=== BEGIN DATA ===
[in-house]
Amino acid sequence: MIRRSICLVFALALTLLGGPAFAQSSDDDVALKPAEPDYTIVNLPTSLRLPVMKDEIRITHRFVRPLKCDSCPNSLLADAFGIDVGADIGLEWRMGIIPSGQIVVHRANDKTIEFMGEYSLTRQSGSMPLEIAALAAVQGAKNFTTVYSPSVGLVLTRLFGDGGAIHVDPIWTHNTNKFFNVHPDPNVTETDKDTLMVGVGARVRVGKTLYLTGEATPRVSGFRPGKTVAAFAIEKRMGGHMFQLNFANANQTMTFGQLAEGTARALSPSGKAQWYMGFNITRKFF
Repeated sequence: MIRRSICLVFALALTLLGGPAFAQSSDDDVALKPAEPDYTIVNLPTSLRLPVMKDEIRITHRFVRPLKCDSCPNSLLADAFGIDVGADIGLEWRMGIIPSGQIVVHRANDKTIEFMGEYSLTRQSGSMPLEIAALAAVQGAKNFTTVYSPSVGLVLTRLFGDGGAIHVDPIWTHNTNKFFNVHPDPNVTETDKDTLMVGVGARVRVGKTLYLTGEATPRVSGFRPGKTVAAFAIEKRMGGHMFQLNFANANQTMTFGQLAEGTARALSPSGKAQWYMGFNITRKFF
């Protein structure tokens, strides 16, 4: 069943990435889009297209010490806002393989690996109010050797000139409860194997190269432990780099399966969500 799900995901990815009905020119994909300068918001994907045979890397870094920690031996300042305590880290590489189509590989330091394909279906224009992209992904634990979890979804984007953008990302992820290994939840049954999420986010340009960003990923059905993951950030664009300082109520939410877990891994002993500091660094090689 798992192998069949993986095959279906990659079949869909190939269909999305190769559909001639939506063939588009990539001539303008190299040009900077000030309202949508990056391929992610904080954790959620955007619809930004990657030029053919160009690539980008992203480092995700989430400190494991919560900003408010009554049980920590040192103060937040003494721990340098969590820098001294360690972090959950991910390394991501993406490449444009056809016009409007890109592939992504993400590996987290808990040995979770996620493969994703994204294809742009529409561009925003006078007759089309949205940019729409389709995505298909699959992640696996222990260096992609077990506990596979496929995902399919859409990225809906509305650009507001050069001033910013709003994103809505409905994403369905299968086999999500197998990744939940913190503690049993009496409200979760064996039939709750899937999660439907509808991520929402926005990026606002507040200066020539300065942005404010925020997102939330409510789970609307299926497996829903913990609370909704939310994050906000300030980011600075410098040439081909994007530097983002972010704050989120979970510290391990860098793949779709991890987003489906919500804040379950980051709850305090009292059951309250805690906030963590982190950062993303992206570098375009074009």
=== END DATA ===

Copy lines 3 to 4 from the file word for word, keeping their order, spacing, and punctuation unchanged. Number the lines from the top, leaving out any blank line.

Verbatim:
Repeated sequence: MIRRSICLVFALALTLLGGPAFAQSSDDDVALKPAEPDYTIVNLPTSLRLPVMKDEIRITHRFVRPLKCDSCPNSLLADAFGIDVGADIGLEWRMGIIPSGQIVVHRANDKTIEFMGEYSLTRQSGSMPLEIAALAAVQGAKNFTTVYSPSVGLVLTRLFGDGGAIHVDPIWTHNTNKFFNVHPDPNVTETDKDTLMVGVGARVRVGKTLYLTGEATPRVSGFRPGKTVAAFAIEKRMGGHMFQLNFANANQTMTFGQLAEGTARALSPSGKAQWYMGFNITRKFF
């Protein structure tokens, strides 16, 4: 069943990435889009297209010490806002393989690996109010050797000139409860194997190269432990780099399966969500 799900995901990815009905020119994909300068918001994907045979890397870094920690031996300042305590880290590489189509590989330091394909279906224009992209992904634990979890979804984007953008990302992820290994939840049954999420986010340009960003990923059905993951950030664009300082109520939410877990891994002993500091660094090689 798992192998069949993986095959279906990659079949869909190939269909999305190769559909001639939506063939588009990539001539303008190299040009900077000030309202949508990056391929992610904080954790959620955007619809930004990657030029053919160009690539980008992203480092995700989430400190494991919560900003408010009554049980920590040192103060937040003494721990340098969590820098001294360690972090959950991910390394991501993406490449444009056809016009409007890109592939992504993400590996987290808990040995979770996620493969994703994204294809742009529409561009925003006078007759089309949205940019729409389709995505298909699959992640696996222990260096992609077990506990596979496929995902399919859409990225809906509305650009507001050069001033910013709003994103809505409905994403369905299968086999999500197998990744939940913190503690049993009496409200979760064996039939709750899937999660439907509808991520929402926005990026606002507040200066020539300065942005404010925020997102939330409510789970609307299926497996829903913990609370909704939310994050906000300030980011600075410098040439081909994007530097983002972010704050989120979970510290391990860098793949779709991890987003489906919500804040379950980051709850305090009292059951309250805690906030963590982190950062993303992206570098375009074009």